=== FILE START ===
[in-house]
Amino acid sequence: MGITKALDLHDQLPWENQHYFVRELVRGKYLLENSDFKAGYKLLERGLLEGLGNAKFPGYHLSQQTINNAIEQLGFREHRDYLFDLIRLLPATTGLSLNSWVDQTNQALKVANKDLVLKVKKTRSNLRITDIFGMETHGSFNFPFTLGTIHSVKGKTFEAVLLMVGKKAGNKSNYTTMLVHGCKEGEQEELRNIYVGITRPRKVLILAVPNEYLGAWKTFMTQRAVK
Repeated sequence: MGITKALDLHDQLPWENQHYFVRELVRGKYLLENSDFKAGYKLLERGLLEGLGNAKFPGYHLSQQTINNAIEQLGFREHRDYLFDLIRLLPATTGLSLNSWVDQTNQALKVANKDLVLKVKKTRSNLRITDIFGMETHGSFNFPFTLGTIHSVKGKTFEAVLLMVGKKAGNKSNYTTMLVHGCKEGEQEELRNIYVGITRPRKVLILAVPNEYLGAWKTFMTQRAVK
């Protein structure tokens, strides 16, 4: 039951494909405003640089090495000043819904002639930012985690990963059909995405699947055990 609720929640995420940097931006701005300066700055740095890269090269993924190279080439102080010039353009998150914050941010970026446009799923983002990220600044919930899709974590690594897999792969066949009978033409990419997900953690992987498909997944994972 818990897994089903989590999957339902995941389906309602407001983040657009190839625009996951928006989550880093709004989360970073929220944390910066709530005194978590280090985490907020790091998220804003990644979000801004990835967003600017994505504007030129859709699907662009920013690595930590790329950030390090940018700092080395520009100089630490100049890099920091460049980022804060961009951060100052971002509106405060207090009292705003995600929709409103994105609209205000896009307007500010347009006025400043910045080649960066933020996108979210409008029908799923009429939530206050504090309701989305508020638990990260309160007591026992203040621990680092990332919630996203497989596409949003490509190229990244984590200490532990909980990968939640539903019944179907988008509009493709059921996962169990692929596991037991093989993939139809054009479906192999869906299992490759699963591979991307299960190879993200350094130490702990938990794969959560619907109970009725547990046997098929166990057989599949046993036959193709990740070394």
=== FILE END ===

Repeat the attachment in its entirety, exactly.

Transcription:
[in-house]
Amino acid sequence: MGITKALDLHDQLPWENQHYFVRELVRGKYLLENSDFKAGYKLLERGLLEGLGNAKFPGYHLSQQTINNAIEQLGFREHRDYLFDLIRLLPATTGLSLNSWVDQTNQALKVANKDLVLKVKKTRSNLRITDIFGMETHGSFNFPFTLGTIHSVKGKTFEAVLLMVGKKAGNKSNYTTMLVHGCKEGEQEELRNIYVGITRPRKVLILAVPNEYLGAWKTFMTQRAVK
Repeated sequence: MGITKALDLHDQLPWENQHYFVRELVRGKYLLENSDFKAGYKLLERGLLEGLGNAKFPGYHLSQQTINNAIEQLGFREHRDYLFDLIRLLPATTGLSLNSWVDQTNQALKVANKDLVLKVKKTRSNLRITDIFGMETHGSFNFPFTLGTIHSVKGKTFEAVLLMVGKKAGNKSNYTTMLVHGCKEGEQEELRNIYVGITRPRKVLILAVPNEYLGAWKTFMTQRAVK
């Protein structure tokens, strides 16, 4: 039951494909405003640089090495000043819904002639930012985690990963059909995405699947055990 609720929640995420940097931006701005300066700055740095890269090269993924190279080439102080010039353009998150914050941010970026446009799923983002990220600044919930899709974590690594897999792969066949009978033409990419997900953690992987498909997944994972 818990897994089903989590999957339902995941389906309602407001983040657009190839625009996951928006989550880093709004989360970073929220944390910066709530005194978590280090985490907020790091998220804003990644979000801004990835967003600017994505504007030129859709699907662009920013690595930590790329950030390090940018700092080395520009100089630490100049890099920091460049980022804060961009951060100052971002509106405060207090009292705003995600929709409103994105609209205000896009307007500010347009006025400043910045080649960066933020996108979210409008029908799923009429939530206050504090309701989305508020638990990260309160007591026992203040621990680092990332919630996203497989596409949003490509190229990244984590200490532990909980990968939640539903019944179907988008509009493709059921996962169990692929596991037991093989993939139809054009479906192999869906299992490759699963591979991307299960190879993200350094130490702990938990794969959560619907109970009725547990046997098929166990057989599949046993036959193709990740070394």